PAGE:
Women in the US and other Western nations owe a lot to feminist movements. Not only are we no longer considered the property of a man, we can actually vote, run for office, own real estate, not get legally raped by our husbands, and (at least at this moment) have abortions. Women elsewhere haven’t been so lucky, and this is painfully apparent in #Female Pleasure, the 2018 documentary by Swiss director Barbara Miller that focuses on how women’s sexuality is viewed in places where women are treated more like it’s the 6th century than the 21st. It also examines the fundamentally unfair and destructive ways that female pleasure and male pleasure are viewed in these societies. The film profiles five women who have emerged from under the heavy weight of inequality to find some kind of liberation. (KATIE HERZOG)
SIFF Cinema Uptown & AMC Pacific Place

Crystal Swan
This comedy, set in 1996 Belarus, follows a young DJ who has big dreams of moving to Chicago to pursue her house-music career. But a typo on her US visa application forces her to move to a rural village and befriend a local family in order to live out her American dream. Crystal Swan gives off heavy Xavier Dolan vibes—angsty, dreamy, and retro. It also marks Belarus’s first Oscar submission in 22 years. (JASMYNE KEIMIG)
SIFF Cinema Uptown

Raise Hell: The Life & Times of Molly Ivins
Did you know one of George W. Bush’s most ardent critics was a journalist from his own state? Molly Ivins was the loudest liberal voice covering the Texas legislature. She eventually followed the Bush clan from the state house to the White House. But that was hardly the height of her career. Ivins had long made a name for herself as a journalist. Her sometimes abrasive style was unique and boisterous. In Raise Hell, Ivins’s story clips along breezily, punctuated by her dry wit. It’s an easy watch, but it’ll leave you wondering: What would the late Ivins have thought of the White House’s current tenant? (NATHALIE GRAHAM)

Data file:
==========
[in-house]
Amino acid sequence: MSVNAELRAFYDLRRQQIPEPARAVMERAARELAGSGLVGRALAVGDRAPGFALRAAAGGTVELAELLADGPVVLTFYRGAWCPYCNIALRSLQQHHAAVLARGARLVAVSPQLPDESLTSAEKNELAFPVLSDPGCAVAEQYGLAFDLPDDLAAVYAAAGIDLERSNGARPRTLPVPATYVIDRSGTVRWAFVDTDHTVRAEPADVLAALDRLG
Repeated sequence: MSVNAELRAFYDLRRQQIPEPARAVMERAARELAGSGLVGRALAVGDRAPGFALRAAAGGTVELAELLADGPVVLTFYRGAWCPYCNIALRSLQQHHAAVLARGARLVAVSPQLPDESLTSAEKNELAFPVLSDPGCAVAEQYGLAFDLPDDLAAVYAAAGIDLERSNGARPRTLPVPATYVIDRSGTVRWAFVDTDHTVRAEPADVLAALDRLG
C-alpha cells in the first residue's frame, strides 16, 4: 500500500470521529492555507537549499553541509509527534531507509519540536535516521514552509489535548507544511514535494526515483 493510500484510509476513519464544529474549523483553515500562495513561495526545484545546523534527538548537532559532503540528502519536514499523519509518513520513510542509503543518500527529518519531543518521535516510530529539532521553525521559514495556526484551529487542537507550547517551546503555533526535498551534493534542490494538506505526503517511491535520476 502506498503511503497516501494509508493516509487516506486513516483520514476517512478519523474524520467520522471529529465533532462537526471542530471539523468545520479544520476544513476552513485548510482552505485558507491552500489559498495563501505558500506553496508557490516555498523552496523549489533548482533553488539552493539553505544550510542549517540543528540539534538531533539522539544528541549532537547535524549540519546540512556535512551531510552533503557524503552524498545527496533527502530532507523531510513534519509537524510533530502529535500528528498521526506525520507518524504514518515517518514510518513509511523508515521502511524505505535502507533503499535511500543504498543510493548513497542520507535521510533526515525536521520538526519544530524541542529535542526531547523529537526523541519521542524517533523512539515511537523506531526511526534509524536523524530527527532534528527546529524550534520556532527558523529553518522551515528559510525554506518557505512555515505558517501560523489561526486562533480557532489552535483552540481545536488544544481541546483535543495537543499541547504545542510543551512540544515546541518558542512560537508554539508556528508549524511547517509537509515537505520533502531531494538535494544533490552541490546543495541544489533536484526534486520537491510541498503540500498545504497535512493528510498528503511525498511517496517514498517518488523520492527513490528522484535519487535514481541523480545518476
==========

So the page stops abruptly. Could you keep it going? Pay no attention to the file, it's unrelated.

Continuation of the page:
SIFF Cinema Uptown


The Legend of the Stardust Brothers
This is one of my favorite cult films of all time. Originally a big flop in Japan, this colorful musical biopic of a fictional new-wave duo in 1980s-era Tokyo has slowly made a comeback, now touring the international circuit as a cult gem. The son of manga genius Osamu Tezuka (Astroboy, Metropolis), director Macoto Tezuka’s visual style is masterful in his first feature, depicting a wild, unique subculture (the Japanese avant-garde new wave) at its apex. If you're curious, the ’80s-era clips from the Instagram account @nippon.tv are good examples of what you’re getting yourself into. (CHASE BURNS)